A Day In The Life: Chaz’s Tummy Problems Continue

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Chaz has been having a lot of tummy trouble for the last few weeks.  At first we thought it was the stress of selling our house, all the people coming in and out, and the general level of our stress that was throwing his tummy off.  But after having to put him on a boiled chicken and rice diet, I had to start paying more attention.

The Problem

Chaz is a picky eater.  He’ll more often than not walk away from food than eat. I’ve never owned a dog that didn’t inhale anything even remotely resembling food as soon as their nose caught a sniff of it.  So when the vet suggested a boiled chicken and rice diet until his tummy settled down, I doubted he’d eat it.

As is normal when I think I’ve finally figured this dog out, he proved me wrong and ate with gusto.

Yet, when everything seemed to be settling down and I started adding in his canned food again it all went sideways, again.

After several sleepless nights of cleaning up sick puppy poo, I called the vet and set up a consultation.  I know the signs of food allergy and it would appear that my dog is allergic to something in his dog food.

Through the sleepless nights, I decided to put Chaz on probiotics. He had been on them before, after an incident where he had eaten some detergent, and I really liked how his tummy reacted while on them. So when I found some at the health food store, I decided to give it a try.

The Vets Conclusion

Chaz is allergic to something, but it didn’t appear to be food. He had signs of allergy but not the typical food allergy. Go figure, he is my dog after all.

I had wondered if he was allergic to an additive. I know I am, and when I react to his food it does cause one to wonder what is going on with him. However, dogs apparently aren’t as susceptible to the same food allergies as humans are.  Apparently they typically are allergic to pork. Who knew?  So while I was reacting to the additives and soy in his food, apparently he was just reacting to the additives.

The Vet thought it was an additive allergy, not a food allergy, that the dog was reactive to. She said that while we had done well keeping him hydrated, we needed to find him a different food. Since there is no test for additive allergies, the Vet suggested I put him on probiotics (check) and the Vet had another suggestion.

The Suggestion

Our Vet suggested I take the dog through the store, armed with a list of brands she recommended, and let Chaz choose his own food and treats.

Basically I was to let him smell the bags of kibble and the one he showed the most interest in was the one I was to get.

While we had talked about a local brand of dog food I had found for our previous dog when he developed health issues, and she didn’t have a problem with Chaz eating it, she still recommended I try one of her suggested brands first. Chaz, however, had other plans.

Actions

I walked through the pet store with Chaz comfortably tucked into my jacket, and we found every brand the Vet listed. At each brand I found the appropriate bag for his size and set it in the basket in front of him and watched to see what he would do. At each brand he gave the cursory sniff, then turned his head in disinterest.

How do I know it was disinterest? Because I left the bag in his sniffing zone while I read the ingredients. All of them contained things I react to, and each one was passed over by himself (aka Chaz).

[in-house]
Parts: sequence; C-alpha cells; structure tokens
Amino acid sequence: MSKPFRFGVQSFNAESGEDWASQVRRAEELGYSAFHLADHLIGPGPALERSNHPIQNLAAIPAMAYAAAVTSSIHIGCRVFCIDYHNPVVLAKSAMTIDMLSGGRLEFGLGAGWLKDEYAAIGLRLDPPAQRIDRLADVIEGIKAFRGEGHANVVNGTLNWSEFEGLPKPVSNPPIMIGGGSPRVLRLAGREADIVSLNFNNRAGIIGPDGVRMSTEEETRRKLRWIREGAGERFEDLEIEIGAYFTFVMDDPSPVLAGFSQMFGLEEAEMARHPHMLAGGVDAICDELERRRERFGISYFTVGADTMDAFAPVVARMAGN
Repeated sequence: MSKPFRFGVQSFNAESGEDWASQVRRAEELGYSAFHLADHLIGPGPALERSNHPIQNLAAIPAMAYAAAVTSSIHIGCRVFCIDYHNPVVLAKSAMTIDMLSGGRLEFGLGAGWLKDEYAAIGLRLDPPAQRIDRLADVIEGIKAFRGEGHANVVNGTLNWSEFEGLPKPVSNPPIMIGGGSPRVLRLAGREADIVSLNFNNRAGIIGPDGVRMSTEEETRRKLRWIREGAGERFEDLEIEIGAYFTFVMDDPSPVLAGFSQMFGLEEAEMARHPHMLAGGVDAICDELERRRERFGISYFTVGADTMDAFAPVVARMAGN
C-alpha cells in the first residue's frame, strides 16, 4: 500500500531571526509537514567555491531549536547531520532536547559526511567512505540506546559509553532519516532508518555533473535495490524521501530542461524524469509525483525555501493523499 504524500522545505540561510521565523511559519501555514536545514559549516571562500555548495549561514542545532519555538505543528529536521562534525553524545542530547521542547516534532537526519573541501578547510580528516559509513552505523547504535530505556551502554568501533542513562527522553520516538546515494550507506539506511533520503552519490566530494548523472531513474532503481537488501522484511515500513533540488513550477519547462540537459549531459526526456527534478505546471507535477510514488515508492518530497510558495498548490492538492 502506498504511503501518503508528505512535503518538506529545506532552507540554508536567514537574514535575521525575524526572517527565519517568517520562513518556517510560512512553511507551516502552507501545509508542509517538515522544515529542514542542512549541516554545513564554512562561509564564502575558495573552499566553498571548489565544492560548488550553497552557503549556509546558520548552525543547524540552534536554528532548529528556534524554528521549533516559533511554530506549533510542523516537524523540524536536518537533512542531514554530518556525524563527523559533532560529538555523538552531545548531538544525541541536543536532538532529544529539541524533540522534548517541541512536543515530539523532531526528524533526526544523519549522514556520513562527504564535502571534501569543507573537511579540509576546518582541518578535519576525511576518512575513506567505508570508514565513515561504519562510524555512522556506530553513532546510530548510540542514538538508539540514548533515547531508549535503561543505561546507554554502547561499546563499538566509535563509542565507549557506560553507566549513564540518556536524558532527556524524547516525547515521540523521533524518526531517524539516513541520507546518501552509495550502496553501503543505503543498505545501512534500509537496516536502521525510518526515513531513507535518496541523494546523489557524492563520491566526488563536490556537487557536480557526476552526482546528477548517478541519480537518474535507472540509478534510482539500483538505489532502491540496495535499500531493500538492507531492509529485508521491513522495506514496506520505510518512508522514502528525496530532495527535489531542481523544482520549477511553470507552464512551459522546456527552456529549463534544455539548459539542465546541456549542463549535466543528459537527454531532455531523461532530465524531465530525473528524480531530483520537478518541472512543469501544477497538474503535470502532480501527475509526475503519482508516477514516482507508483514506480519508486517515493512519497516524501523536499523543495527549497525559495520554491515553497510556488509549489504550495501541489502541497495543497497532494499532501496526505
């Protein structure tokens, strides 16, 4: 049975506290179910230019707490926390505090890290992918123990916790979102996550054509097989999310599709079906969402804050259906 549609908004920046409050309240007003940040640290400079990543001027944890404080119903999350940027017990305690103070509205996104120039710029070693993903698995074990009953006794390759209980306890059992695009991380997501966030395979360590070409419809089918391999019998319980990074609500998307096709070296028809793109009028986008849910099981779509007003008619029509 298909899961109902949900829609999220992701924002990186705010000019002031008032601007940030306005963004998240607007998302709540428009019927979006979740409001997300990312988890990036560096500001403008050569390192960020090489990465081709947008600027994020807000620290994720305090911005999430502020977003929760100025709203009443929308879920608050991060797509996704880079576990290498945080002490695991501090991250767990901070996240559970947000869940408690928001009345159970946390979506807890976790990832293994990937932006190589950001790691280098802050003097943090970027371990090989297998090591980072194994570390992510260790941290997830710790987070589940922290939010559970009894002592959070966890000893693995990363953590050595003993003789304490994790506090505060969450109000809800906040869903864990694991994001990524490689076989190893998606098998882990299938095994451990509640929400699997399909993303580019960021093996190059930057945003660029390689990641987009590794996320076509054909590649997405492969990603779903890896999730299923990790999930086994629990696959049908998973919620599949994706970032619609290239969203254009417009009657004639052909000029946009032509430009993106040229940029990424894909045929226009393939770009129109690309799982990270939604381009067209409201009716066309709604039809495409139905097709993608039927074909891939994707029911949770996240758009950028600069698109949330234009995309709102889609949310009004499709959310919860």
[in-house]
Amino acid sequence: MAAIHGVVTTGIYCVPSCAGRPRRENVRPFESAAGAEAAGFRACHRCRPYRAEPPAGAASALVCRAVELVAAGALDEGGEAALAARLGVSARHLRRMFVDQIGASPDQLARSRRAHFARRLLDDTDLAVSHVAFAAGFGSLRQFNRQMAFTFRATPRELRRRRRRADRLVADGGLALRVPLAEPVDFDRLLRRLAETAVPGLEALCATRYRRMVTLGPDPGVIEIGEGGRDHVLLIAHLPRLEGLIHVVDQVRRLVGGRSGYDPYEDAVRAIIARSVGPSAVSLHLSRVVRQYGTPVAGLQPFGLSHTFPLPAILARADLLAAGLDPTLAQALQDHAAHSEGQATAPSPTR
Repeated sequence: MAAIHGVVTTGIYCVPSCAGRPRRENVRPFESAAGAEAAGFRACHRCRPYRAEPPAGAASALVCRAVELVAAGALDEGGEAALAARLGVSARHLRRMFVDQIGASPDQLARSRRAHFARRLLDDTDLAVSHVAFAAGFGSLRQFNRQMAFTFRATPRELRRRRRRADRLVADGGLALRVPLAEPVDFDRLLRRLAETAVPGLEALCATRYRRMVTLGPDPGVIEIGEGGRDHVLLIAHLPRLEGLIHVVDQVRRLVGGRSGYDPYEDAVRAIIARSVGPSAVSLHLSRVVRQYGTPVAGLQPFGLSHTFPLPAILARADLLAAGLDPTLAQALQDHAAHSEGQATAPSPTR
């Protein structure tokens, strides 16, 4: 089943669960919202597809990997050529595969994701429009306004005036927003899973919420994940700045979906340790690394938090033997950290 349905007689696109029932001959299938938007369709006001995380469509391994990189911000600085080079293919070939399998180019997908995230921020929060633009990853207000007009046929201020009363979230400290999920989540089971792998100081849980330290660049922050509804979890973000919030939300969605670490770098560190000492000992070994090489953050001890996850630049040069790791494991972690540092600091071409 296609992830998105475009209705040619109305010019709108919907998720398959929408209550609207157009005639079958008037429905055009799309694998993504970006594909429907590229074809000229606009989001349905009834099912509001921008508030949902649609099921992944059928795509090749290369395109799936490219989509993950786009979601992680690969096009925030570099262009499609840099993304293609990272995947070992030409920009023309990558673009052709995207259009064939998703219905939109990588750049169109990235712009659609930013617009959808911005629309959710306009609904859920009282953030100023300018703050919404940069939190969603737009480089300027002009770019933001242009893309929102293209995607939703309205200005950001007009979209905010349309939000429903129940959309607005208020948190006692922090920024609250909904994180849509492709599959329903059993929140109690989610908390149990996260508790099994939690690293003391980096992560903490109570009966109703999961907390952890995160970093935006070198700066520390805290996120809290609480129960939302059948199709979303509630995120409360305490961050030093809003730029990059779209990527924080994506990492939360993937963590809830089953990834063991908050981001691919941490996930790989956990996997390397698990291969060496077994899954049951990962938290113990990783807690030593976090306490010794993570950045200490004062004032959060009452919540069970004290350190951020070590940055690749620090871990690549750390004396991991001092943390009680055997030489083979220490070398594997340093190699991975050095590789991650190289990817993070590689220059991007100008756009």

What To Do Next

Chaz is not a service animal. While I do consider him to be a member of the family, to be taken care of to the best of my abilities, I know that he can’t simply be taken everywhere with me. It isn’t right to the people who rely on their service dogs for me to take my pet to a store that isn’t advertised as being a pet friendly store.

However, I was desperate to find something my dog would gladly eat.

So I walked into a local health food store with Chaz securely zipped into my jacket, and headed straight for the pet food isle. Not stopping near any other isle that contained food or products.

I pulled several of the more expensive bags into the cart for him to sniff, all received the same reaction…a sniff or two and he lost interest.

Finally, after several bags were dismissed I found the bag. The same brand as the canned food I had found that he liked is the brand of dry food he went nuts over.

I placed the bag of kibble in front of him and he went nuts trying to get into the bag.

Here we were feeding him a plant protein diet, low in fat, and he chooses a high (meat) protein and fat diet, and not only that, he’s keeping it down and wanting to eat.
Now he’s still not a voracious eater, I put his food out in the morning and sometimes it sits there till evening, but he is eating most of it every day and we aren’t having any of the nasty side effects we were having.

Conclusion

While I am not the hover pet mom I often feel like (the Vet told me so). I am very thankful for Veterinarians who are willing to think outside the box when it comes to taking care of my dog.

While I very much consider my pet a member of the family, I also do not loose sight that it is still just a pet.

With that in mind, finding a dog food that he would eat was a priority, and I’m very thankful for stores who understand where I was in my attempt to care for my pet.

What I took away from this is that much as a mother would with her children, I have to trust my instincts where Chaz is concerned. I had a feeling it was his food that was making him sick, but at the same time I felt hopeless to do something about it. When in reality I could have saved him a lot of agony if I had of acted on my instincts to change his food sooner.

It amazes me how similar a dog and human are in medical terms. From food allergies, to seasonal allergies they often need the same types of medications and care that we humans do.

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